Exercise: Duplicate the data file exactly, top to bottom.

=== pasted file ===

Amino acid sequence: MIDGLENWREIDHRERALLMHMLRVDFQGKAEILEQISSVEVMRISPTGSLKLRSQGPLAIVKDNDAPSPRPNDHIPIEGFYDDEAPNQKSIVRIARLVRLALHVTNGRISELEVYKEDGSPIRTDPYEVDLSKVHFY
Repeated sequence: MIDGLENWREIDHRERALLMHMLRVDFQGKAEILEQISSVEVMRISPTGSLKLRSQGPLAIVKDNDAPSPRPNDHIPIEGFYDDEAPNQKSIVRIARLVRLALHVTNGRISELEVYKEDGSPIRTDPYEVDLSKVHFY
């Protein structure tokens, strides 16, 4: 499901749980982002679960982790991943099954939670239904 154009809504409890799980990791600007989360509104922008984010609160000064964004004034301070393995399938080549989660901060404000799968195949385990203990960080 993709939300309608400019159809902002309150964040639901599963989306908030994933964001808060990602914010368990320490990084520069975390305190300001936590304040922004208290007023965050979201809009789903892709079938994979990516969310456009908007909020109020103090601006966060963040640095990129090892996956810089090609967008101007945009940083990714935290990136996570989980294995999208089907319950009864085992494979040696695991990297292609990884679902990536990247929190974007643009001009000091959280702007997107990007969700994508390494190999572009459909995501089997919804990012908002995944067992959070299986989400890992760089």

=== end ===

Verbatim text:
Amino acid sequence: MIDGLENWREIDHRERALLMHMLRVDFQGKAEILEQISSVEVMRISPTGSLKLRSQGPLAIVKDNDAPSPRPNDHIPIEGFYDDEAPNQKSIVRIARLVRLALHVTNGRISELEVYKEDGSPIRTDPYEVDLSKVHFY
Repeated sequence: MIDGLENWREIDHRERALLMHMLRVDFQGKAEILEQISSVEVMRISPTGSLKLRSQGPLAIVKDNDAPSPRPNDHIPIEGFYDDEAPNQKSIVRIARLVRLALHVTNGRISELEVYKEDGSPIRTDPYEVDLSKVHFY
């Protein structure tokens, strides 16, 4: 499901749980982002679960982790991943099954939670239904 154009809504409890799980990791600007989360509104922008984010609160000064964004004034301070393995399938080549989660901060404000799968195949385990203990960080 993709939300309608400019159809902002309150964040639901599963989306908030994933964001808060990602914010368990320490990084520069975390305190300001936590304040922004208290007023965050979201809009789903892709079938994979990516969310456009908007909020109020103090601006966060963040640095990129090892996956810089090609967008101007945009940083990714935290990136996570989980294995999208089907319950009864085992494979040696695991990297292609990884679902990536990247929190974007643009001009000091959280702007997107990007969700994508390494190999572009459909995501089997919804990012908002995944067992959070299986989400890992760089």